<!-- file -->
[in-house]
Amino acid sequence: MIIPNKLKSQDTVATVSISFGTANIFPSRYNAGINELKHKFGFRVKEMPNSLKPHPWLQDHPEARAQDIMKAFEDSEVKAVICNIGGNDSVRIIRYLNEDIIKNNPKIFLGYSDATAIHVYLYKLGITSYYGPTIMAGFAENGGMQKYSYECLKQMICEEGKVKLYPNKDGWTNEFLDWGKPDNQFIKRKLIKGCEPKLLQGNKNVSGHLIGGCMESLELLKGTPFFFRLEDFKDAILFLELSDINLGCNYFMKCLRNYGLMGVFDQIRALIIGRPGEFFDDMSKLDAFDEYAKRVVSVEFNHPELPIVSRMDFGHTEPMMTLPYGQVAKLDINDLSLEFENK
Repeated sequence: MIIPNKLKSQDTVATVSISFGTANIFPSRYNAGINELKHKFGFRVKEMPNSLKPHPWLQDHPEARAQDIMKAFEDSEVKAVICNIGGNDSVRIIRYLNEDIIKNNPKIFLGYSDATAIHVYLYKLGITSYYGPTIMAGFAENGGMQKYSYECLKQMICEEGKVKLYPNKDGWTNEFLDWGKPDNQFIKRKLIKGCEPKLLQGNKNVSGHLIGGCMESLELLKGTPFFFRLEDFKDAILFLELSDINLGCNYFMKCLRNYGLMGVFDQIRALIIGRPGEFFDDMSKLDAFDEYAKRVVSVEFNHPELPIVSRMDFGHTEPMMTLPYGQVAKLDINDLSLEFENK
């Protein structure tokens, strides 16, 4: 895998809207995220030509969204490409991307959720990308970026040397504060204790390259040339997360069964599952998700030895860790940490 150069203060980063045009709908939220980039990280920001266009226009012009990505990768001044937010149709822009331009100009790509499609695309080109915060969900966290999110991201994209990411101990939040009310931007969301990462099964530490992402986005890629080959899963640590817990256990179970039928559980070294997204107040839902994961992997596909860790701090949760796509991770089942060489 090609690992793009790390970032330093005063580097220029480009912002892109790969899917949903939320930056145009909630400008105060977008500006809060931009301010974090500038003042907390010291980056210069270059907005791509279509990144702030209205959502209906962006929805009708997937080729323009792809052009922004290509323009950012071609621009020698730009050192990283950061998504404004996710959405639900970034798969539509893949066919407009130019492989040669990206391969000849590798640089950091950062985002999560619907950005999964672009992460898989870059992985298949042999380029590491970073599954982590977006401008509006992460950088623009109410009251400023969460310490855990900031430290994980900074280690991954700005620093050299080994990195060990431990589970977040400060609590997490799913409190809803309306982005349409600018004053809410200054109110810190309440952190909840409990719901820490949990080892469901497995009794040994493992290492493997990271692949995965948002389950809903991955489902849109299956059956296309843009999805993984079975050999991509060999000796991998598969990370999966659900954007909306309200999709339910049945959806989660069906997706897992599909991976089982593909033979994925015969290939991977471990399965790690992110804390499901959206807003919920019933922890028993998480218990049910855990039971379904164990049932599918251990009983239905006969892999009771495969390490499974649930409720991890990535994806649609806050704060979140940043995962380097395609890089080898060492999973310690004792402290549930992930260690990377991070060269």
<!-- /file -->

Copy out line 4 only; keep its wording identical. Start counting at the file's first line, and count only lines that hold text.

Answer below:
């Protein structure tokens, strides 16, 4: 895998809207995220030509969204490409991307959720990308970026040397504060204790390259040339997360069964599952998700030895860790940490 150069203060980063045009709908939220980039990280920001266009226009012009990505990768001044937010149709822009331009100009790509499609695309080109915060969900966290999110991201994209990411101990939040009310931007969301990462099964530490992402986005890629080959899963640590817990256990179970039928559980070294997204107040839902994961992997596909860790701090949760796509991770089942060489 090609690992793009790390970032330093005063580097220029480009912002892109790969899917949903939320930056145009909630400008105060977008500006809060931009301010974090500038003042907390010291980056210069270059907005791509279509990144702030209205959502209906962006929805009708997937080729323009792809052009922004290509323009950012071609621009020698730009050192990283950061998504404004996710959405639900970034798969539509893949066919407009130019492989040669990206391969000849590798640089950091950062985002999560619907950005999964672009992460898989870059992985298949042999380029590491970073599954982590977006401008509006992460950088623009109410009251400023969460310490855990900031430290994980900074280690991954700005620093050299080994990195060990431990589970977040400060609590997490799913409190809803309306982005349409600018004053809410200054109110810190309440952190909840409990719901820490949990080892469901497995009794040994493992290492493997990271692949995965948002389950809903991955489902849109299956059956296309843009999805993984079975050999991509060999000796991998598969990370999966659900954007909306309200999709339910049945959806989660069906997706897992599909991976089982593909033979994925015969290939991977471990399965790690992110804390499901959206807003919920019933922890028993998480218990049910855990039971379904164990049932599918251990009983239905006969892999009771495969390490499974649930409720991890990535994806649609806050704060979140940043995962380097395609890089080898060492999973310690004792402290549930992930260690990377991070060269």